Understanding the Solution
MS integrates basic Advanced Threat Protection (ATP) as shown in Figure 1 as a part of Office 365’s native security to make sure malicious files are detected up front. In reality, attackers always develop techniques to bypass existing real-time solutions to distribute malware. This fact does not diminish the importance of real-time detection solutions. Rather, it highlights the importance of attaining more visibility by implementing multiple layers of security. Generally, the security solutions can be categorized as: Type (1) to detect and prevent malware at the time of infection, or Type (2) to detect and prevent an attack when the malware has already infected the system. It also covers the post infection analysis and incident response. However, ATP alone is not sufficient to understand the complete lifecycle of malware.
Figure 1 : MS Exchanged ATP Layout
In the case of Cerber ransomware, the malware bypassed the native MS ATP and was successfully distributed. It can be assumed that sophisticated malware can bypass the basic MS ATP and defense in depth is needed to defend against advanced malware. In addition to reliably detecting advanced malware, there are several questions that need to be addressed from a security point of view in order to understand the complete attack scenario. Let’s take a look at these:
- Are there files stored in the cloud that are encrypted or modified by the malware?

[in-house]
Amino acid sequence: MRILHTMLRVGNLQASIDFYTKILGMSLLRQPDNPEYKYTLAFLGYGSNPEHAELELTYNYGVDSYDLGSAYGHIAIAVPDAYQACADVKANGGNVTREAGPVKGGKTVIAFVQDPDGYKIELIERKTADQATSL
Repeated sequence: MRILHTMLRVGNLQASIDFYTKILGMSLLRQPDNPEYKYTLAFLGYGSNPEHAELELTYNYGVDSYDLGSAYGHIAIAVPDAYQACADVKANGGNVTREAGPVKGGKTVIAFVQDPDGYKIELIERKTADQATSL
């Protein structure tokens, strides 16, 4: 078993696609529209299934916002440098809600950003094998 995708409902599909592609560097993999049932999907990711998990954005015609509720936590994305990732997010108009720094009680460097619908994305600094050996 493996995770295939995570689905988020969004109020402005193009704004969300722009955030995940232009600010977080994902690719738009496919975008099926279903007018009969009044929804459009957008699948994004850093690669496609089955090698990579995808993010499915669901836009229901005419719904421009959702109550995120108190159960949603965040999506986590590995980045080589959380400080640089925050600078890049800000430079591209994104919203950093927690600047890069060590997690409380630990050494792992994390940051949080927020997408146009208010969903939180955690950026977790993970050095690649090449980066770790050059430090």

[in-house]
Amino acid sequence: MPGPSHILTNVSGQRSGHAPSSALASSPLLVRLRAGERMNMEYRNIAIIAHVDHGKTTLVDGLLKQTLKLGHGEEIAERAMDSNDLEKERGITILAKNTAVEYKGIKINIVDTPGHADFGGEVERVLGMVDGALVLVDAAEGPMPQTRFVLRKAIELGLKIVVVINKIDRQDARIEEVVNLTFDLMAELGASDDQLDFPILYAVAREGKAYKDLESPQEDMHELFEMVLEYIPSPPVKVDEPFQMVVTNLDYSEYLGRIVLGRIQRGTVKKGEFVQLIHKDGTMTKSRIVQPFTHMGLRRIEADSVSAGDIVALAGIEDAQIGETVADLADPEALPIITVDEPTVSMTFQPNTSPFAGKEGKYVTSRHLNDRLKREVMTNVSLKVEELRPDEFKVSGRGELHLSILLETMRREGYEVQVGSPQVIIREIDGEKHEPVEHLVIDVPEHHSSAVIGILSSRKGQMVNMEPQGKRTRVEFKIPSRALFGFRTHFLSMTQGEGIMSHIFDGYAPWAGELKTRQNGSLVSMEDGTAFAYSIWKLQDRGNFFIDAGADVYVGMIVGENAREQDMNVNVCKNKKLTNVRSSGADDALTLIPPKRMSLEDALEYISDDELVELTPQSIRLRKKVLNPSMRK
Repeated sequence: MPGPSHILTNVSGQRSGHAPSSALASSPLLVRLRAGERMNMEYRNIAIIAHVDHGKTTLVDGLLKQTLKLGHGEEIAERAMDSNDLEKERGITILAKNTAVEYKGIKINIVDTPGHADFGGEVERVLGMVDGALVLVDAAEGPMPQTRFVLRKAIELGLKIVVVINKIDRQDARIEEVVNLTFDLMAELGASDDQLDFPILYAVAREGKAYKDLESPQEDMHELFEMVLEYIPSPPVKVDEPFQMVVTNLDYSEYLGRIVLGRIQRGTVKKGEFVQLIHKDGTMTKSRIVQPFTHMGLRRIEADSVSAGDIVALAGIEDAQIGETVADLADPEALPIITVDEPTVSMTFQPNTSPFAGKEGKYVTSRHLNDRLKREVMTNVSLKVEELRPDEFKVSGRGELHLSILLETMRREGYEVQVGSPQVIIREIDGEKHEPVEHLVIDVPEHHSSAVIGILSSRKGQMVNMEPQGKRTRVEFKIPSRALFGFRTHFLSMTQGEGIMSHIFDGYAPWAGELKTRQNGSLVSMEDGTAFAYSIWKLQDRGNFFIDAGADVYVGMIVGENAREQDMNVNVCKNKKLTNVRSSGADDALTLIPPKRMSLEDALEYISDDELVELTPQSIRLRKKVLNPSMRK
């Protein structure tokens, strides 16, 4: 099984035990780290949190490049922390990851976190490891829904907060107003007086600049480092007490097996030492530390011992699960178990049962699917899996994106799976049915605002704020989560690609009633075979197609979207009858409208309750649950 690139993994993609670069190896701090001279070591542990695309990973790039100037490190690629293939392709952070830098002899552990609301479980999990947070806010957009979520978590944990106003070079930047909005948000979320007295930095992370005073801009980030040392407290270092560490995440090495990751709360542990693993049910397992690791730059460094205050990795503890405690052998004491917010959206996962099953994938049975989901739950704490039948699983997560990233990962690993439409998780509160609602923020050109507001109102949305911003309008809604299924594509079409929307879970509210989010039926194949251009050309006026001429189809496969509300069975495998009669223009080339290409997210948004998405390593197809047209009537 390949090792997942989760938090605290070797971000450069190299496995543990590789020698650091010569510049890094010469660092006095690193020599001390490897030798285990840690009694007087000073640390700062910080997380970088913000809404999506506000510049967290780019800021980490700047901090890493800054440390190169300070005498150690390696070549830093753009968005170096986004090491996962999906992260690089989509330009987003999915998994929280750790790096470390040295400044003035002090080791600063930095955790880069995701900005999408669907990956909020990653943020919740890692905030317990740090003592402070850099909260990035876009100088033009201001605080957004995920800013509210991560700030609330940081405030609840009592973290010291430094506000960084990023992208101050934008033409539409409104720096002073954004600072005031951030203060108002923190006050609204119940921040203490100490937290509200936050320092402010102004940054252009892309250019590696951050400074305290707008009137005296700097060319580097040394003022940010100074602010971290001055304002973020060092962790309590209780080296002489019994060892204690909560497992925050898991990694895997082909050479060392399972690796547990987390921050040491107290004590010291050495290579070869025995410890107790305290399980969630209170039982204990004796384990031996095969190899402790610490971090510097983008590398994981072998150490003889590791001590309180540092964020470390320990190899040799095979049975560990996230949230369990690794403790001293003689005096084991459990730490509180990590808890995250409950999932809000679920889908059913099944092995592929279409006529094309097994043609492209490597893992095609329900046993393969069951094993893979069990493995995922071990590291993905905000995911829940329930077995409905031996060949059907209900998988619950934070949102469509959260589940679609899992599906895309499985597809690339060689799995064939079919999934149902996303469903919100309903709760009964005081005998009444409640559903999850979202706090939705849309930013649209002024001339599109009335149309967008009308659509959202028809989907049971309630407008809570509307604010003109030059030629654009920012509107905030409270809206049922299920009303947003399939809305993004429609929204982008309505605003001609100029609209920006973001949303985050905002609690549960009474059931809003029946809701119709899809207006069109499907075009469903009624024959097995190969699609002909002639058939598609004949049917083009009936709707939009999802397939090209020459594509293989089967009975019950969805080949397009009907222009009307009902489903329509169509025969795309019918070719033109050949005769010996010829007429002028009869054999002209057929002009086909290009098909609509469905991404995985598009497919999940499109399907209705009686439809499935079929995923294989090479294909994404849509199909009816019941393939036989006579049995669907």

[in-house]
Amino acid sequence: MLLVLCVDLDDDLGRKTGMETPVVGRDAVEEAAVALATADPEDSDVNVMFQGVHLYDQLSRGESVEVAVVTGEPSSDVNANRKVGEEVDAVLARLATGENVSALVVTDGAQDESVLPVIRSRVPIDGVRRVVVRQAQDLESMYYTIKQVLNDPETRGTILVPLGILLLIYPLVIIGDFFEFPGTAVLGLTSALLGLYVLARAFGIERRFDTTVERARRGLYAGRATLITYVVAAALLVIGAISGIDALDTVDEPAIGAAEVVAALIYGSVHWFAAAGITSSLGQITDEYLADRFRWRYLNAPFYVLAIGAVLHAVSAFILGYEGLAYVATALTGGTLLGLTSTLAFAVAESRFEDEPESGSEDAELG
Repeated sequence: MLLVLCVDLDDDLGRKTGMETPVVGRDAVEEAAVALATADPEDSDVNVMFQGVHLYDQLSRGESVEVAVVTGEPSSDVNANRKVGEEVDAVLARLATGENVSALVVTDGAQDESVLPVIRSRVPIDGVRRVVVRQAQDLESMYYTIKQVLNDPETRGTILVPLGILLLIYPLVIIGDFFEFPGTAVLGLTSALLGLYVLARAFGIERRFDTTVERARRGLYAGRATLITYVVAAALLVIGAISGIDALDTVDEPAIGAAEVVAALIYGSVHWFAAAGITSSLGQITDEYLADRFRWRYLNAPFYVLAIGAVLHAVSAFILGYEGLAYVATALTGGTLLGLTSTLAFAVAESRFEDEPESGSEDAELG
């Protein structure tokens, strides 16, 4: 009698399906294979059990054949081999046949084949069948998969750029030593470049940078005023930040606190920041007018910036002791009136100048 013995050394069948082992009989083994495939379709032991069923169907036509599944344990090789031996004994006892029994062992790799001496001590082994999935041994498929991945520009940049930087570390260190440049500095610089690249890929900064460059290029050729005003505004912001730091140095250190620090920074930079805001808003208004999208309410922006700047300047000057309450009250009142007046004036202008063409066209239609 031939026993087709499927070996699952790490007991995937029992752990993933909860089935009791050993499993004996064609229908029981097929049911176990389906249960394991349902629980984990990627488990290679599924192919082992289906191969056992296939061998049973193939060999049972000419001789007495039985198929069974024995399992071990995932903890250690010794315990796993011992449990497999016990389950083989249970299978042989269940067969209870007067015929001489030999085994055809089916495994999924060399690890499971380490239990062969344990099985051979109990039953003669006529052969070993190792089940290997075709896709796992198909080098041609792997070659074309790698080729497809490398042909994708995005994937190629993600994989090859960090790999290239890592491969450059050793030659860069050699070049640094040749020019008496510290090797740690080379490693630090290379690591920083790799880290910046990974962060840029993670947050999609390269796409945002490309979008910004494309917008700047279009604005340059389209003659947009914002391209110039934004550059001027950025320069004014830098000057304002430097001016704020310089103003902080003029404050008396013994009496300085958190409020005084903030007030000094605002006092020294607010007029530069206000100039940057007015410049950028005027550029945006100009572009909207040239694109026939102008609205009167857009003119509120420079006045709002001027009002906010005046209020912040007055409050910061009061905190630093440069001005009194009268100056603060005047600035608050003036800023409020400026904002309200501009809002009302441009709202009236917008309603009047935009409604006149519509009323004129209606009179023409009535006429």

- Is the malicious file (attachment) stored in a file sharing?
- Is the malware using cloud a storage application for data exfiltration?
- How many times have users downloaded the malicious file?
- How many times has the same malicious file been distributed by users?
- How many times has the same malicious file has been shared by users within specific enterprise groups?
- Is it possible to stop malicious file distribution?
- Is it possible to stop data exfiltration happening through cloud apps?
- Is it possible to detect anomalies in enterprise users’ accounts?
- Is it possible to analyze an incident over a period of time to understand how it evolved?
- and others ……….
The answers to all of these questions can be obtained through a Cloud Access Security Broker (CASB) solution with state-of-the-art advanced threat protection that should be deployed in conjunction with basic built-in ATP to understand the threats in Office 365. Figure 2 highlights how a CASB can enhance the overall security model by detecting and preventing attacks in the Office 365.
Figure 2 : MS Exchanged ATP Enhancement with CASB
In addition to MS ATP, Blue Coat Elastica provides a complete solution package which provides the effective security solution as discussed below:
- Gain granular visibility into the cloud application traffic as well as network traffic.
- Blue Coat Elastica’s provides complete visibility into cloud application traffic
Blue Coat advanced malware analysis engine, along with CloudSOC, provides the ability to scan all files in cloud applications and shared via links.
- In general, ProxySG and advanced malware analysis integration with Elastica’s CloudSOC provides enterprise users with complete visibility and policy enforcement features. Malware attacks can be either subverted, or the impact can be reduced as enterprises attain visibility into both cloud app and non-cloud app channels.